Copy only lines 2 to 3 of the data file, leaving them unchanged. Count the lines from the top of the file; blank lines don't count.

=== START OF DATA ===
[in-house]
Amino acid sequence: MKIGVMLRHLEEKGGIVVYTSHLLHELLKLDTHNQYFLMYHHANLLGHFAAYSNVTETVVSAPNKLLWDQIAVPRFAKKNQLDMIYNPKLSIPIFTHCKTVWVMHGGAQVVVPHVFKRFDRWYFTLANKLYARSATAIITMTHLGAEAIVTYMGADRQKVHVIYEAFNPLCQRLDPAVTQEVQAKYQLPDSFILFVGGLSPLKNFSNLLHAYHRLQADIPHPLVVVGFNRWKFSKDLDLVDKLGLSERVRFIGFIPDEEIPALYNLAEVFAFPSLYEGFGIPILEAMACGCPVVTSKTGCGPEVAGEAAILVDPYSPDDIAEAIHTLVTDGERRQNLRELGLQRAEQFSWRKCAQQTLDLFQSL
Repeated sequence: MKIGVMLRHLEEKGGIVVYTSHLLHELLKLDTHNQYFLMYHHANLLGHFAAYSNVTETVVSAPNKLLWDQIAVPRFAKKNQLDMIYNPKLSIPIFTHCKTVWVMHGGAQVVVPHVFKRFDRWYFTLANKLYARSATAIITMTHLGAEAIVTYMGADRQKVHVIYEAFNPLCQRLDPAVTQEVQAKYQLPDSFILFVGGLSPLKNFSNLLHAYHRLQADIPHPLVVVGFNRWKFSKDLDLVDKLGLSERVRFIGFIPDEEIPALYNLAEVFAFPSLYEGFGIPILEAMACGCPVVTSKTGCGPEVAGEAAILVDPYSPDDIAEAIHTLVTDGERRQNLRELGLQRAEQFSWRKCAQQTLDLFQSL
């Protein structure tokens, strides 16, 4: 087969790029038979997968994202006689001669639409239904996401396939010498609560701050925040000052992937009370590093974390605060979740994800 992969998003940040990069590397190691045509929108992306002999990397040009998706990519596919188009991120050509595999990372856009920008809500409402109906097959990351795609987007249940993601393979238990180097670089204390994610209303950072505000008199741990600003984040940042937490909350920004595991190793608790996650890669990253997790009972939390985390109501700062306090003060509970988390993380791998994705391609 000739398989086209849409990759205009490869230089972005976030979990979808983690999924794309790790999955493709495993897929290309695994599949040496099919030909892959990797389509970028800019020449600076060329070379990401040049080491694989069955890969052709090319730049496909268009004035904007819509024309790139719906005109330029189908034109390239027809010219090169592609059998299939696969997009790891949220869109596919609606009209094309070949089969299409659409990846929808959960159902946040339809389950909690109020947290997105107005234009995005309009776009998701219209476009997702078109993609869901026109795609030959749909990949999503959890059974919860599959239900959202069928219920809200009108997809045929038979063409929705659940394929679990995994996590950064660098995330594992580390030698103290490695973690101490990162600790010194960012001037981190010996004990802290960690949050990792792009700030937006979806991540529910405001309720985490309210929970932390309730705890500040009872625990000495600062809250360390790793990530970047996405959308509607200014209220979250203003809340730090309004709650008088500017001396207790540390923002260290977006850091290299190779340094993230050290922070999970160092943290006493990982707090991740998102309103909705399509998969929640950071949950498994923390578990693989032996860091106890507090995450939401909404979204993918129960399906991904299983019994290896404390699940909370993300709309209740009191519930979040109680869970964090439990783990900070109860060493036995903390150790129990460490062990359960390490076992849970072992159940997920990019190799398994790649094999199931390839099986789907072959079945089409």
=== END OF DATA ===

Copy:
Amino acid sequence: MKIGVMLRHLEEKGGIVVYTSHLLHELLKLDTHNQYFLMYHHANLLGHFAAYSNVTETVVSAPNKLLWDQIAVPRFAKKNQLDMIYNPKLSIPIFTHCKTVWVMHGGAQVVVPHVFKRFDRWYFTLANKLYARSATAIITMTHLGAEAIVTYMGADRQKVHVIYEAFNPLCQRLDPAVTQEVQAKYQLPDSFILFVGGLSPLKNFSNLLHAYHRLQADIPHPLVVVGFNRWKFSKDLDLVDKLGLSERVRFIGFIPDEEIPALYNLAEVFAFPSLYEGFGIPILEAMACGCPVVTSKTGCGPEVAGEAAILVDPYSPDDIAEAIHTLVTDGERRQNLRELGLQRAEQFSWRKCAQQTLDLFQSL
Repeated sequence: MKIGVMLRHLEEKGGIVVYTSHLLHELLKLDTHNQYFLMYHHANLLGHFAAYSNVTETVVSAPNKLLWDQIAVPRFAKKNQLDMIYNPKLSIPIFTHCKTVWVMHGGAQVVVPHVFKRFDRWYFTLANKLYARSATAIITMTHLGAEAIVTYMGADRQKVHVIYEAFNPLCQRLDPAVTQEVQAKYQLPDSFILFVGGLSPLKNFSNLLHAYHRLQADIPHPLVVVGFNRWKFSKDLDLVDKLGLSERVRFIGFIPDEEIPALYNLAEVFAFPSLYEGFGIPILEAMACGCPVVTSKTGCGPEVAGEAAILVDPYSPDDIAEAIHTLVTDGERRQNLRELGLQRAEQFSWRKCAQQTLDLFQSL